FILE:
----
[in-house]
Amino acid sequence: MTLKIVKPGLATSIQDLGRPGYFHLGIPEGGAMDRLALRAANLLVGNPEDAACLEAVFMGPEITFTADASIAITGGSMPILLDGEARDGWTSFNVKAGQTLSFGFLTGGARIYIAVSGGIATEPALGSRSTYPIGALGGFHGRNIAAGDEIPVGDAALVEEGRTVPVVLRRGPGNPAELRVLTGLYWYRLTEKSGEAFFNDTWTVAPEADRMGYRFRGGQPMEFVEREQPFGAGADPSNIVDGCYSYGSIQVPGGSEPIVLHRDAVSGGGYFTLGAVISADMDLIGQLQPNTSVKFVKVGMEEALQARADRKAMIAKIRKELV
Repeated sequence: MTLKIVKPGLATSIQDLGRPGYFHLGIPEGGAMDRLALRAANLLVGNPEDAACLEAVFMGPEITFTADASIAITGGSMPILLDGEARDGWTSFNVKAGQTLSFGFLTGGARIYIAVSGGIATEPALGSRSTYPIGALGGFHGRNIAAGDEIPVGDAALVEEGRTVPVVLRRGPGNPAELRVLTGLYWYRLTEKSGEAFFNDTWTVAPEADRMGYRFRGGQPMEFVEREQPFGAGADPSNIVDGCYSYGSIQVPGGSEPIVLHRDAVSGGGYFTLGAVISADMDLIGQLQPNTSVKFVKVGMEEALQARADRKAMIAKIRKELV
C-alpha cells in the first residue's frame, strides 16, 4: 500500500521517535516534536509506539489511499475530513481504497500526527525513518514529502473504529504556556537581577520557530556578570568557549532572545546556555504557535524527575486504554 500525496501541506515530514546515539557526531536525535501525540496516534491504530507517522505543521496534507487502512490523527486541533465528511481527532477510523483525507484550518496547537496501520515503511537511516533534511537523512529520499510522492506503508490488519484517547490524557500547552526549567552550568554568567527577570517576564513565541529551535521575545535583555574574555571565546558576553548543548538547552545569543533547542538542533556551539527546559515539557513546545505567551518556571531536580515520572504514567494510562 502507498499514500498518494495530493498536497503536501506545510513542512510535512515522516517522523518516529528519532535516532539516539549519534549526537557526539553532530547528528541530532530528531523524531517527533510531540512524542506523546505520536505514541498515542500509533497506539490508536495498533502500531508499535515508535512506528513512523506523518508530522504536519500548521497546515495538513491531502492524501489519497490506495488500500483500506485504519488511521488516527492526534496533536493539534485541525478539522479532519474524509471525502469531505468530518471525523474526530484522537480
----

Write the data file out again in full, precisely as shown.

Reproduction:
[in-house]
Amino acid sequence: MTLKIVKPGLATSIQDLGRPGYFHLGIPEGGAMDRLALRAANLLVGNPEDAACLEAVFMGPEITFTADASIAITGGSMPILLDGEARDGWTSFNVKAGQTLSFGFLTGGARIYIAVSGGIATEPALGSRSTYPIGALGGFHGRNIAAGDEIPVGDAALVEEGRTVPVVLRRGPGNPAELRVLTGLYWYRLTEKSGEAFFNDTWTVAPEADRMGYRFRGGQPMEFVEREQPFGAGADPSNIVDGCYSYGSIQVPGGSEPIVLHRDAVSGGGYFTLGAVISADMDLIGQLQPNTSVKFVKVGMEEALQARADRKAMIAKIRKELV
Repeated sequence: MTLKIVKPGLATSIQDLGRPGYFHLGIPEGGAMDRLALRAANLLVGNPEDAACLEAVFMGPEITFTADASIAITGGSMPILLDGEARDGWTSFNVKAGQTLSFGFLTGGARIYIAVSGGIATEPALGSRSTYPIGALGGFHGRNIAAGDEIPVGDAALVEEGRTVPVVLRRGPGNPAELRVLTGLYWYRLTEKSGEAFFNDTWTVAPEADRMGYRFRGGQPMEFVEREQPFGAGADPSNIVDGCYSYGSIQVPGGSEPIVLHRDAVSGGGYFTLGAVISADMDLIGQLQPNTSVKFVKVGMEEALQARADRKAMIAKIRKELV
C-alpha cells in the first residue's frame, strides 16, 4: 500500500521517535516534536509506539489511499475530513481504497500526527525513518514529502473504529504556556537581577520557530556578570568557549532572545546556555504557535524527575486504554 500525496501541506515530514546515539557526531536525535501525540496516534491504530507517522505543521496534507487502512490523527486541533465528511481527532477510523483525507484550518496547537496501520515503511537511516533534511537523512529520499510522492506503508490488519484517547490524557500547552526549567552550568554568567527577570517576564513565541529551535521575545535583555574574555571565546558576553548543548538547552545569543533547542538542533556551539527546559515539557513546545505567551518556571531536580515520572504514567494510562 502507498499514500498518494495530493498536497503536501506545510513542512510535512515522516517522523518516529528519532535516532539516539549519534549526537557526539553532530547528528541530532530528531523524531517527533510531540512524542506523546505520536505514541498515542500509533497506539490508536495498533502500531508499535515508535512506528513512523506523518508530522504536519500548521497546515495538513491531502492524501489519497490506495488500500483500506485504519488511521488516527492526534496533536493539534485541525478539522479532519474524509471525502469531505468530518471525523474526530484522537480